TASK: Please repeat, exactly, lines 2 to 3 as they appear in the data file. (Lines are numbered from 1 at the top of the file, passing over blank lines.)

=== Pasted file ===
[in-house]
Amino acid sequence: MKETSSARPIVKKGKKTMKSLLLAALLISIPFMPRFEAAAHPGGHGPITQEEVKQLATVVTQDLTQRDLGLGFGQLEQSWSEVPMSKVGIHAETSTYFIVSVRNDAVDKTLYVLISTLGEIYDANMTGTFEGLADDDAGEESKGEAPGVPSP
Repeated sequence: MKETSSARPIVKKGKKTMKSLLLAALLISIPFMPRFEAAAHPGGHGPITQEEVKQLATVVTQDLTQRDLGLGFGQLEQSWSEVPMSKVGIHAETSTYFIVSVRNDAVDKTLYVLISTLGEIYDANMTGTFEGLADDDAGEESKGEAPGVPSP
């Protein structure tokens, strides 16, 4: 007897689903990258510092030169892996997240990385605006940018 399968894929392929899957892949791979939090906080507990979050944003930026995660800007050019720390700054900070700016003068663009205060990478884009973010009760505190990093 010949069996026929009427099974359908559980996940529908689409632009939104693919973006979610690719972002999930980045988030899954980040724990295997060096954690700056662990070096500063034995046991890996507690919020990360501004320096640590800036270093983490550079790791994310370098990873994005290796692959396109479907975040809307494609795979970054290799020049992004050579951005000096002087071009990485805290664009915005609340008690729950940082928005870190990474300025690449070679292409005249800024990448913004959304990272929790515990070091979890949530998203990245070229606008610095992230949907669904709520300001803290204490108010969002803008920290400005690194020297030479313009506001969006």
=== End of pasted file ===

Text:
Amino acid sequence: MKETSSARPIVKKGKKTMKSLLLAALLISIPFMPRFEAAAHPGGHGPITQEEVKQLATVVTQDLTQRDLGLGFGQLEQSWSEVPMSKVGIHAETSTYFIVSVRNDAVDKTLYVLISTLGEIYDANMTGTFEGLADDDAGEESKGEAPGVPSP
Repeated sequence: MKETSSARPIVKKGKKTMKSLLLAALLISIPFMPRFEAAAHPGGHGPITQEEVKQLATVVTQDLTQRDLGLGFGQLEQSWSEVPMSKVGIHAETSTYFIVSVRNDAVDKTLYVLISTLGEIYDANMTGTFEGLADDDAGEESKGEAPGVPSP